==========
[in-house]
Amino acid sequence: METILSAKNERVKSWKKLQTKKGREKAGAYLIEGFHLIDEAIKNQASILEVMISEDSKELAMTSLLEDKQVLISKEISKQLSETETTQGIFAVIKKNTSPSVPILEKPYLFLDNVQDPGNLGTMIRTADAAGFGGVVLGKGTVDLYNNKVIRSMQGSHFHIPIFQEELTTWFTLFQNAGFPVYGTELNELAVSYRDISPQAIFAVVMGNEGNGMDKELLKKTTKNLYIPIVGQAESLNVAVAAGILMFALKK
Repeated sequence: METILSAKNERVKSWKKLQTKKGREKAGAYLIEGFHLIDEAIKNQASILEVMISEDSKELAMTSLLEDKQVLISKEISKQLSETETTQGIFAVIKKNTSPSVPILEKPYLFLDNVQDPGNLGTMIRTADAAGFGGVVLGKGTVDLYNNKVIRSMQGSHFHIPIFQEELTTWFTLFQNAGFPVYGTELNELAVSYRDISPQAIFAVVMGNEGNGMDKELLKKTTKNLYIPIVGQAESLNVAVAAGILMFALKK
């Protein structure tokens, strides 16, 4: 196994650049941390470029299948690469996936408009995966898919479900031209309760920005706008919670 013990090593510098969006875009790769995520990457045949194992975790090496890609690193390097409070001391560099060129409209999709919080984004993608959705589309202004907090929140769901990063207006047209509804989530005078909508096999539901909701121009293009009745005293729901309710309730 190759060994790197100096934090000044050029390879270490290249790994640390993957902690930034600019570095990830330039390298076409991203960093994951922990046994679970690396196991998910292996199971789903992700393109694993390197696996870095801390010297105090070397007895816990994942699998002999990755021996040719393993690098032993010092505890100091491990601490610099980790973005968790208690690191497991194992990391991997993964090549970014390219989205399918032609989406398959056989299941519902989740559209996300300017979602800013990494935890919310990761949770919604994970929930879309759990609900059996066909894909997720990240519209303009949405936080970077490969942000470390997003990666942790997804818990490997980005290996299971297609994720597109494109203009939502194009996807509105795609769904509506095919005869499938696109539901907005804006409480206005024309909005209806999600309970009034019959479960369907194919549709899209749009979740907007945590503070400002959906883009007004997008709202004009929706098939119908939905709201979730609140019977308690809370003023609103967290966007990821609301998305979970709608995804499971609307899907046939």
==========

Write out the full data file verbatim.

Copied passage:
[in-house]
Amino acid sequence: METILSAKNERVKSWKKLQTKKGREKAGAYLIEGFHLIDEAIKNQASILEVMISEDSKELAMTSLLEDKQVLISKEISKQLSETETTQGIFAVIKKNTSPSVPILEKPYLFLDNVQDPGNLGTMIRTADAAGFGGVVLGKGTVDLYNNKVIRSMQGSHFHIPIFQEELTTWFTLFQNAGFPVYGTELNELAVSYRDISPQAIFAVVMGNEGNGMDKELLKKTTKNLYIPIVGQAESLNVAVAAGILMFALKK
Repeated sequence: METILSAKNERVKSWKKLQTKKGREKAGAYLIEGFHLIDEAIKNQASILEVMISEDSKELAMTSLLEDKQVLISKEISKQLSETETTQGIFAVIKKNTSPSVPILEKPYLFLDNVQDPGNLGTMIRTADAAGFGGVVLGKGTVDLYNNKVIRSMQGSHFHIPIFQEELTTWFTLFQNAGFPVYGTELNELAVSYRDISPQAIFAVVMGNEGNGMDKELLKKTTKNLYIPIVGQAESLNVAVAAGILMFALKK
């Protein structure tokens, strides 16, 4: 196994650049941390470029299948690469996936408009995966898919479900031209309760920005706008919670 013990090593510098969006875009790769995520990457045949194992975790090496890609690193390097409070001391560099060129409209999709919080984004993608959705589309202004907090929140769901990063207006047209509804989530005078909508096999539901909701121009293009009745005293729901309710309730 190759060994790197100096934090000044050029390879270490290249790994640390993957902690930034600019570095990830330039390298076409991203960093994951922990046994679970690396196991998910292996199971789903992700393109694993390197696996870095801390010297105090070397007895816990994942699998002999990755021996040719393993690098032993010092505890100091491990601490610099980790973005968790208690690191497991194992990391991997993964090549970014390219989205399918032609989406398959056989299941519902989740559209996300300017979602800013990494935890919310990761949770919604994970929930879309759990609900059996066909894909997720990240519209303009949405936080970077490969942000470390997003990666942790997804818990490997980005290996299971297609994720597109494109203009939502194009996807509105795609769904509506095919005869499938696109539901907005804006409480206005024309909005209806999600309970009034019959479960369907194919549709899209749009979740907007945590503070400002959906883009007004997008709202004009929706098939119908939905709201979730609140019977308690809370003023609103967290966007990821609301998305979970709608995804499971609307899907046939």